So the young people have been officially blessed. The Sunday school teachers too. But what does that mean exactly? Do we think that after we said a few special prayers and read some perfectly chosen Scripture passages that now God is going to take extra special care of them; watch them a little more intently these next nine months? It’s highly unlikely we have that kind of influence over God. After all, the children and teachers have already been blessed by God before they came up front this morning. They’ve already been blessed with enthusiasm, patience, a yearning to learn, and so much more.
Nevertheless, we wouldn’t mind even the slightest chance of helping our children stay safe as they go to school. Or that they may avoid just a little bit of trouble. So, we might as well do this special blessing just to be on the safe side. But what if it’s for something else? What if it’s not so much about God hearing the carefully picked words and thereby acting on it; but what if it’s more so for the young people, their parents, and the teachers? What if God is working through the blessing, the prayers and readings, to do something we didn’t even consider?
And yet we often envision a blessing from God being about us: it’s on us, it’s for us. We’ve been blessed with food, shelter, transportation, financial stability, family, and the list could go on and on. We’ve been so blessed in this life! It’s true, but what if God has something more in mind? What if God has it in mind that the blessing is a continuous action that doesn’t stop with us, that actually never ever ceases from happening? What if God shaped and molded all God’s children to be a blessing to one another time and time again?
The writer of Hebrews reminds us, “[to] not neglect to show hospitality to strangers, for by doing that some have entertained angels without knowing it.” It’s not simply about opening up our home or offering food. We are also in the hospitality ministry of the heart, of who we are, of who God has shaped and molded us to be for the sake of the world. That’s the risk we take in following this Jesus Christ, this Savior of the world; because if we’re going to follow a Messiah of sacrifice and service and mutual love, we’re going to leave ourselves vulnerable to others. We’re going to have risk developing emotional connections with people beyond our family. We’re going to have to be willing to experience pain when others suffer. Our life story of God at work in us might just well get out to other sisters and brothers in Christ. This hospitality ministry makes us completely vulnerable, and that includes our blessings.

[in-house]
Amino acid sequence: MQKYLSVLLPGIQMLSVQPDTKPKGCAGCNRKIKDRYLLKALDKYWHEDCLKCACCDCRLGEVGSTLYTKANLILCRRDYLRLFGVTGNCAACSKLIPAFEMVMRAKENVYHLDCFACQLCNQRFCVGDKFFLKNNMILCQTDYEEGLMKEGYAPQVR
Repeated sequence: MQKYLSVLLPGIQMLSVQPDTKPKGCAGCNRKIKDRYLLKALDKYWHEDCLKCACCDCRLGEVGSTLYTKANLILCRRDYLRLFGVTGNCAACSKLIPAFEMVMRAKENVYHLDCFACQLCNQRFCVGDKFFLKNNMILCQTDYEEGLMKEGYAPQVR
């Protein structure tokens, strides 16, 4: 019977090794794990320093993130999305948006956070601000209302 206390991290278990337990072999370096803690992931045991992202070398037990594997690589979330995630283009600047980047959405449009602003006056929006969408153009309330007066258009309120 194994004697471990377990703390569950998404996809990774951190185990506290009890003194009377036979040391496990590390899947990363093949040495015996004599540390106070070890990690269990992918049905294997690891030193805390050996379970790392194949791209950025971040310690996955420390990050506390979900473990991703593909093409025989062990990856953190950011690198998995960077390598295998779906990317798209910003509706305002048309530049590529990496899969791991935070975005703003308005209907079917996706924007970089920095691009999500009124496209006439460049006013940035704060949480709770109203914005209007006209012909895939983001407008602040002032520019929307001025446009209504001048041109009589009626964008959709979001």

Because this God has the audacity to think that we share our blessings with others. The young people here today have already been blessed by God with a positive attitude, with laughter and care; and God has already shaped them so that they may lift up others, including their classmates and even us gathered here. Our Sunday school teachers have already been blessed by God with passion and wisdom to inspire our students.
We also have Ps. 33:3 with us today for worship. Plenty of bands just stay in garages or basements to play for their own enjoyment. But Rick, Edie, Matt, and Mike realize their blessing of musical gifts has to be shared with the world; so that they may minister us to share our gifts as well, that they will encourage us to love and compassion, to “offer hospitality to strangers.” We have no idea how much a difference can be made in one another’s life when we refuse to keep God’s work in our life to ourselves. A tune, a line from a song this morning, will stick with us for days on end. It will reshape our outlook on the world for precious moments. A child’s laughter will make us appreciate the gift of life that can never be taken for granted. A teacher willing to offer her time for Sunday school students will empower us to continue learning as well.
And yes, a blessing to be a blessing to others makes us vulnerable. Mistakes will be made when we do so. Wrong notes will be played from time to time (not that Ps. 33:3 guys ever make mistakes). Sunday school teachers may not know all the answers in regards to the Bible or God; at least pastors don’t. But God isn’t expecting perfection. We are a blessing to be a blessing to others, not to show off our gifts, or how well we can play an instrument or say Bible verses from memory. We are a blessing to be blessing to others for God to go to work.
In the end, God revealed the best hospitality of all in Jesus Christ, bringing all of God’s children to God’s very heart. That hospitality on the cross with arms wide open embracing the broken world for all time; that hospitality was not for strangers, because God knows and loves all of us intimately, including with all our imperfections and downfalls. And yet for some reason beyond our comprehension, God still cherishes all of God’s children. And that is the ultimate blessing that can never be taken away from any of us: a blessing of abundant life now and forevermore. And for that, we give thanks to God indeed! Amen.
St. John's Evangelical Lutheran Church
Rev. Nan Dehnke, Pastor
Office: Mon - Thu: 9 a.m. - Noon